by Yann Chevalier, CEO with Intersec
One of the first lessons any marketer learns is the importance of the four ‘P’s: – ‘price’, ‘promotion’, ‘place’ and ‘product’. In the world of mobile marketing, ‘place’ arguably transcends the other three as the very thing that defines the mobile medium. Whilst much has been discussed of the potential of location-based advertising there has to date been few well documented examples of successful campaigns and technology has been considered immature. Well the market is now on the verge of exploding.
Not only has the technology come of age but the potential for location-based marketing goes well beyond pure advertising and offers mobile operators in particular, the opportunity to earn substantial new revenue streams.
Plus help them fend off the offensive from Internet giants, mobile device manufacturers and content owners for the hearts and minds of the mobile user.
The recent initiative of Weve is a classic example of this phenomenon in action. The leading UK mobile operators: EE, O2 and Vodafone are collaborating together to offer marketers a single entity that offers location-based advertising services and mobile payment to all their opt-in subscribers.
It is the first initiative of its kind in Europe and possibly the world, but one whose success will be closely watched by the mobile industry as an example of mobile operators working collectively to simultaneously offer a valuable service to brand owners and consumers and to monetise their assets in an intelligent way.
A ubiquitous approach
Let’s first look at the example of location based advertising (LBA). What is of paramount importance is the accuracy of the technology and its ability to target users within a particular geography.
This hopefully ensures that the user receives marketing communications when they are in a particular location, rendering the value of the communications highly relevant for both consumer and advertiser.
Another vital element is that it has to be simple and easy for the opt-in subscriber to receive relevant offers without themselves having to take any action.
The technology should be able to reach, not just a subset of the population owning a smart device, but the whole mobile device subscriber base and accurately identify all users within a specific geographical area in real time.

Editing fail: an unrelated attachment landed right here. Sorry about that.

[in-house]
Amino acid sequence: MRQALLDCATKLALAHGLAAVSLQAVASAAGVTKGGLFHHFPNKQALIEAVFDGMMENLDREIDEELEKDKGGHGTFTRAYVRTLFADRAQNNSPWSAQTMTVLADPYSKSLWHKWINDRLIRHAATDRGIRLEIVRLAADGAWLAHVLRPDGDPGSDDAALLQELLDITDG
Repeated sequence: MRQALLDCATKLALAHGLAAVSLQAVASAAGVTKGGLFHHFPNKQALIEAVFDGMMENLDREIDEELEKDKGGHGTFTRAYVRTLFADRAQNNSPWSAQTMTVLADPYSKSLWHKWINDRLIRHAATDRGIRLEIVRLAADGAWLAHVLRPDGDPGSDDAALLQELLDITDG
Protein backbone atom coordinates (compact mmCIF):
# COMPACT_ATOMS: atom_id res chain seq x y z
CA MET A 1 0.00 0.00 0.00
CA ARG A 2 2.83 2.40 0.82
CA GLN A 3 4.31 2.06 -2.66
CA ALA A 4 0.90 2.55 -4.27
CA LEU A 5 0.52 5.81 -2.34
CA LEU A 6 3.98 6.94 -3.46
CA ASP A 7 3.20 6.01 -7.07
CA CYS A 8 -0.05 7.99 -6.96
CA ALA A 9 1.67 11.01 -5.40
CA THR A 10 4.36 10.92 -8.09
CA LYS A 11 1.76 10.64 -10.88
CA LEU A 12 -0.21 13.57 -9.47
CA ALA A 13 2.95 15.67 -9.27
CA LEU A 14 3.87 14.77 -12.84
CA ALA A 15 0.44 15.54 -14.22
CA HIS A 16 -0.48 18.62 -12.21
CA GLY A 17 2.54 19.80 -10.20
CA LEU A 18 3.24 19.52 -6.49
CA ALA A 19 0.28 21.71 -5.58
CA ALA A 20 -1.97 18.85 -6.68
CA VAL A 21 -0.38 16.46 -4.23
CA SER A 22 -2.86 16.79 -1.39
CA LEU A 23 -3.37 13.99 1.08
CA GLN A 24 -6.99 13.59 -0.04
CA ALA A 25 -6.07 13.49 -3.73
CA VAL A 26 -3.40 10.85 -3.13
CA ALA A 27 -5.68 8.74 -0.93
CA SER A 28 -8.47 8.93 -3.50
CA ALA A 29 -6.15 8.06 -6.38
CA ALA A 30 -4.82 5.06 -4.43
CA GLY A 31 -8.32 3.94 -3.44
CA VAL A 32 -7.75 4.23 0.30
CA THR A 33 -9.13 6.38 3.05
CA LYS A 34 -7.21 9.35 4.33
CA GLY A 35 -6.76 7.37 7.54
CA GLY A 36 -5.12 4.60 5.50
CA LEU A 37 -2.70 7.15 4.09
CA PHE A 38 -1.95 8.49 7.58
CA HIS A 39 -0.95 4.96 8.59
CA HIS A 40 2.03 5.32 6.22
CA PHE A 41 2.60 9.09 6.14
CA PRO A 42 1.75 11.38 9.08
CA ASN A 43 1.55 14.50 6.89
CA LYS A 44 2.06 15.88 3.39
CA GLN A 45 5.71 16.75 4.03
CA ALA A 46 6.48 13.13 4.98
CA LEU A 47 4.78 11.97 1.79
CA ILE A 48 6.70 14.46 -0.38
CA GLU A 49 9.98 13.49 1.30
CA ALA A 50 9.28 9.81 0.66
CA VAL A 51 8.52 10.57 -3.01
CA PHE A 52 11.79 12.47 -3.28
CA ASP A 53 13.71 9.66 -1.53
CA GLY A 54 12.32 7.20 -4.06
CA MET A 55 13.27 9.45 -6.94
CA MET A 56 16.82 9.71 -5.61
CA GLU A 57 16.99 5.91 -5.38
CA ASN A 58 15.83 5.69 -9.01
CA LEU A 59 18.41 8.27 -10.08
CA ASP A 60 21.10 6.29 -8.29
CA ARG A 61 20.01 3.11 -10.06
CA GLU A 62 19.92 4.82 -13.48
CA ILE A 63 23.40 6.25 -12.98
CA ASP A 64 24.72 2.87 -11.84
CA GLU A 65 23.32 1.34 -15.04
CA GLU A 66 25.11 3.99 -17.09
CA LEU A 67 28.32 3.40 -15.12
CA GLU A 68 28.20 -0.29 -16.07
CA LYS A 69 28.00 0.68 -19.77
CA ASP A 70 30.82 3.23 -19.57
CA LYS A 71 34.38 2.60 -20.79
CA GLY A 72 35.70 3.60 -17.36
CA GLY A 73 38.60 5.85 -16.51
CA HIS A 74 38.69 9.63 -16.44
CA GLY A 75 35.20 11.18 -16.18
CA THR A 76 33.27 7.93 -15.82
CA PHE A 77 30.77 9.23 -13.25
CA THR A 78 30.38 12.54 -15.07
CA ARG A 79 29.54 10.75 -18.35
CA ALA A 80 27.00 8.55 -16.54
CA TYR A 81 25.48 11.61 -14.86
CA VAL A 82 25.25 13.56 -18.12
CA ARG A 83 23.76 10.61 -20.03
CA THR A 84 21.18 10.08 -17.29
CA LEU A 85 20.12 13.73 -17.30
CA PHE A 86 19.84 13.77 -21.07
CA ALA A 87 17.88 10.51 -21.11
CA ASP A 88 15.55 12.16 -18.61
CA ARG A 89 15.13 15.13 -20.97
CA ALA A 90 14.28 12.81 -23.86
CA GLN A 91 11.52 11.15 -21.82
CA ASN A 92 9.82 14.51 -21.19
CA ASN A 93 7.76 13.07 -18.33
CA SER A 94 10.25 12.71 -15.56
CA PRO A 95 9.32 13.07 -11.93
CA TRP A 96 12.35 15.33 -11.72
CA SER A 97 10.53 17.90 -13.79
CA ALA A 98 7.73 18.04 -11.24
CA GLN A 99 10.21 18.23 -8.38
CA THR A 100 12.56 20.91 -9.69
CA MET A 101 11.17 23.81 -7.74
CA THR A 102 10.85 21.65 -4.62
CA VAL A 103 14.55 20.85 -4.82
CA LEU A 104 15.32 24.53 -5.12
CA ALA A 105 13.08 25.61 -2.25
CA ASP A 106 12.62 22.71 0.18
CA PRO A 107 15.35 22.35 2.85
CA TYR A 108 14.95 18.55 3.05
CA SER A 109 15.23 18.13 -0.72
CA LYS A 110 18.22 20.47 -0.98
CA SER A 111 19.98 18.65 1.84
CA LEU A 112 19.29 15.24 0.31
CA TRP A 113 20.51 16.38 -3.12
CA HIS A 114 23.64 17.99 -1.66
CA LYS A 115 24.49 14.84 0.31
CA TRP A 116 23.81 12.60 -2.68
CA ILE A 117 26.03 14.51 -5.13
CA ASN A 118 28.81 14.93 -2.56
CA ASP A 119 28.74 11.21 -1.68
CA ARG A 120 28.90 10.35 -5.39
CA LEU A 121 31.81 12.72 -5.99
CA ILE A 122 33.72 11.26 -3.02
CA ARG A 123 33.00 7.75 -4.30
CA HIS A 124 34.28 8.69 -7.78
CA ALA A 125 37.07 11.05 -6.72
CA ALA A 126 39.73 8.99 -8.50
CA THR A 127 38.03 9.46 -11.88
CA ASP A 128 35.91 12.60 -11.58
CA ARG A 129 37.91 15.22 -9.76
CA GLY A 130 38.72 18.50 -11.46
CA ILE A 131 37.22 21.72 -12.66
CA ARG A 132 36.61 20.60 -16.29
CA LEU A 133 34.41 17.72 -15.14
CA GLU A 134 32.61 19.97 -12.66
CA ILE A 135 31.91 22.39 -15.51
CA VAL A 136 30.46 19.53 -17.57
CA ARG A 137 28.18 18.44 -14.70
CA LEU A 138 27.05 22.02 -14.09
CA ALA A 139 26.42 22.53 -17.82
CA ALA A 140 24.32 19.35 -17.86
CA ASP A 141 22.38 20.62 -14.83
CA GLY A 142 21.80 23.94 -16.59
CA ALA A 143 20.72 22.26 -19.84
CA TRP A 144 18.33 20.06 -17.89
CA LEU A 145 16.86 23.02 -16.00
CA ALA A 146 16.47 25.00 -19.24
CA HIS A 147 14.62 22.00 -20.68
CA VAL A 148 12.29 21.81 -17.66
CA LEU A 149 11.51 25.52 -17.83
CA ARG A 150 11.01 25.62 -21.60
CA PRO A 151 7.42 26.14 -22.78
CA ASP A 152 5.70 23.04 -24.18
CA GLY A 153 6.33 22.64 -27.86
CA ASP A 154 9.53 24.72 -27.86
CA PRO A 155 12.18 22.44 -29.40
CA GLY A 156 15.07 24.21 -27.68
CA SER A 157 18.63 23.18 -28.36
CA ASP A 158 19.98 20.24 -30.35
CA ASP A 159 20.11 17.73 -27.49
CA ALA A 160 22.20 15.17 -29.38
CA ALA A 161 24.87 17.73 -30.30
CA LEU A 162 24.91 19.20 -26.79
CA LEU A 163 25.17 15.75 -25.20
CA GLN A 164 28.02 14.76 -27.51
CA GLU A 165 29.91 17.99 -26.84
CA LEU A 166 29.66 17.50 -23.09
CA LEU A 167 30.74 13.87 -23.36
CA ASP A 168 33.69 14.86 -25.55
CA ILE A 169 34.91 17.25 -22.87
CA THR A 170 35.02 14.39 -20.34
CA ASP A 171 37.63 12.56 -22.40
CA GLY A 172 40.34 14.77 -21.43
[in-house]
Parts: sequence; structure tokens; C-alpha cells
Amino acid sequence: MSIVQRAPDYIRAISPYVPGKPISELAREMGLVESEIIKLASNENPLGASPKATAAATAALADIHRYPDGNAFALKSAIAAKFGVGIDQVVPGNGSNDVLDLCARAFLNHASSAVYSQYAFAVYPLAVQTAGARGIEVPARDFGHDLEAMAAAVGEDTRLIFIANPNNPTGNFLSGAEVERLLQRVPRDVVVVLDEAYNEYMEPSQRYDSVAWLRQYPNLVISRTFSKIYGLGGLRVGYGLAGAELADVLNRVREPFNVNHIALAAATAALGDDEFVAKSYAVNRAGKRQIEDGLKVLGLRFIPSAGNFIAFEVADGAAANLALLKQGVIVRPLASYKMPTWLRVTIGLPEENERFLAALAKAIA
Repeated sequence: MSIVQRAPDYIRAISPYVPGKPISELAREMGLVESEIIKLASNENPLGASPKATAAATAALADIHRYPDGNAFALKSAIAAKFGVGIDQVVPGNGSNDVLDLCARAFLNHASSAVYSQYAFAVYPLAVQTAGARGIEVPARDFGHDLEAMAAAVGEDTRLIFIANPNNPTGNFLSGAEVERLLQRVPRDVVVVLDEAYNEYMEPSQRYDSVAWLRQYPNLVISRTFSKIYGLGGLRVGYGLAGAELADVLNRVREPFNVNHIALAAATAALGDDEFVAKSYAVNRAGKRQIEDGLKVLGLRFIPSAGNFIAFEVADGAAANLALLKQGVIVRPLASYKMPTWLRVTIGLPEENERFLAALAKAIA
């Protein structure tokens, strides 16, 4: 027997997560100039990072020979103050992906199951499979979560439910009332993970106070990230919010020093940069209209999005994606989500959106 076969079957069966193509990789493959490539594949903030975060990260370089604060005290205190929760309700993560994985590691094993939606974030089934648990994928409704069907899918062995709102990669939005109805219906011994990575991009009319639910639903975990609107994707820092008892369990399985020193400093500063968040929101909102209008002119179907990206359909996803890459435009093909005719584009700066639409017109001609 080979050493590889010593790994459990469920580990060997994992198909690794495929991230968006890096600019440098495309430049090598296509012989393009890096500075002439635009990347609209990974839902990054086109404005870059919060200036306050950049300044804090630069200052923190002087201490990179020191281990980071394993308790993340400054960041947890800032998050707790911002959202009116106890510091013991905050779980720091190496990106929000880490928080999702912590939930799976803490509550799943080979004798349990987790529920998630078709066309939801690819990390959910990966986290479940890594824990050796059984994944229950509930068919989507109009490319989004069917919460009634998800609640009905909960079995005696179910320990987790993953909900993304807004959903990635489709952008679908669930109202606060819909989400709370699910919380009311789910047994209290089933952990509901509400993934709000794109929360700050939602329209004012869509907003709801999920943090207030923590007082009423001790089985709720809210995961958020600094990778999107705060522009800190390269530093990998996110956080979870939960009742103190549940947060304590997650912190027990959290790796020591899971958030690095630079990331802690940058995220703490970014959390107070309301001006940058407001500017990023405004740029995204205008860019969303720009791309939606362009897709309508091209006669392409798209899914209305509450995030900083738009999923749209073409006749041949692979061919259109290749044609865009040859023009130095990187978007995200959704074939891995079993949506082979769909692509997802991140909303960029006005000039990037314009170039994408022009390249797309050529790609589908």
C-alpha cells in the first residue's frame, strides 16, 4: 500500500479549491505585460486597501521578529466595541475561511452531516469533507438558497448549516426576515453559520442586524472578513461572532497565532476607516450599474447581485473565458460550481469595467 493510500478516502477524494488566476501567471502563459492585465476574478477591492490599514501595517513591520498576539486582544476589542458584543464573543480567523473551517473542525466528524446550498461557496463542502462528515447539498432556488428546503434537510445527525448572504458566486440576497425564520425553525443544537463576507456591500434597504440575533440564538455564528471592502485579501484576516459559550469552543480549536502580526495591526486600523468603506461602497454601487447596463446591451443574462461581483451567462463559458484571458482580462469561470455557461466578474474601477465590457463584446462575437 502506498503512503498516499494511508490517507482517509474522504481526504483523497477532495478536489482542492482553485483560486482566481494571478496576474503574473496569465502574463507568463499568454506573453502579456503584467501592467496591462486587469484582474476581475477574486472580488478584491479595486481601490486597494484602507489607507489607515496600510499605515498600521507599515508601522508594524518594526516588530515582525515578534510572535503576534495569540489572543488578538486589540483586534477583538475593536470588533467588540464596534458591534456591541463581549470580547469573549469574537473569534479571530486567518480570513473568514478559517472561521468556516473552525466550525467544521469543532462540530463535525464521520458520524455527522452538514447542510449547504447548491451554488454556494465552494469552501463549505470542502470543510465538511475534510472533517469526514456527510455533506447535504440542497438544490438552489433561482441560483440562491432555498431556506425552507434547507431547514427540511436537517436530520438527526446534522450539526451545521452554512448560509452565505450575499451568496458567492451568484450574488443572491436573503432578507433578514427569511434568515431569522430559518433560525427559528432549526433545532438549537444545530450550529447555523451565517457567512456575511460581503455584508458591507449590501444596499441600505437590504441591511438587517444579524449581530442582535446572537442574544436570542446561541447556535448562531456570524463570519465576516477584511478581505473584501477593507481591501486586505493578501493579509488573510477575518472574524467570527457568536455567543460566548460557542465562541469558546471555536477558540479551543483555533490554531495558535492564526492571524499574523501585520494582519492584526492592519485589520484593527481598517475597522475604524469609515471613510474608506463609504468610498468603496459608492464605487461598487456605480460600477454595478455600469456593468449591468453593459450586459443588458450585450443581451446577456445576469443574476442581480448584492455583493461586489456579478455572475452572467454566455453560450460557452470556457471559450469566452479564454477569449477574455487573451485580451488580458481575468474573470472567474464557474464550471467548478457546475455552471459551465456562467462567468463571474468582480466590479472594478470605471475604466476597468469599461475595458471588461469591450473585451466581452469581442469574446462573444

Only if all of these elements are present will the marketer be able to realise the true contextual advantage of ‘place’ in the marketing mix.
Working your assets
Mobile operators are in a unique position to capitalise on the fact that they have a unique ability to capture the users’ key network events like turning on or off their phone or tablet, moving between different cells, or changing their device altogether.
However with this ‘trusted partner’ status comes a responsibility not to abuse this privilege, hence the importance of gaining the consumer’s opt-in permission for location based advertising as well as finding out the regularity and subject areas around which they are interested in receiving promotions.
What’s absolutely clear is that location based services offer massive potential for new services; both commercial and non-commercial for the public, brand owners and government organisations.
Currently we are witnessing the beginning of a new emerging technology that has immense potential for use in a huge range of situations from m-health, to public communications in disaster situations, to M2M transactions for the enterprise.
The mobile operator sits at the heart of this new eco-system and – provided it respects the privacy of the individual and use the knowledge both wisely and ethically – it holds the key to unlocking a veritable treasure trove of new services – giving the operator vital new revenue streams and the subscriber access to exciting new benefits.
Yann_Chevalier is CEO with Intersec, a leading value-added software provider for mobile and integrated operators.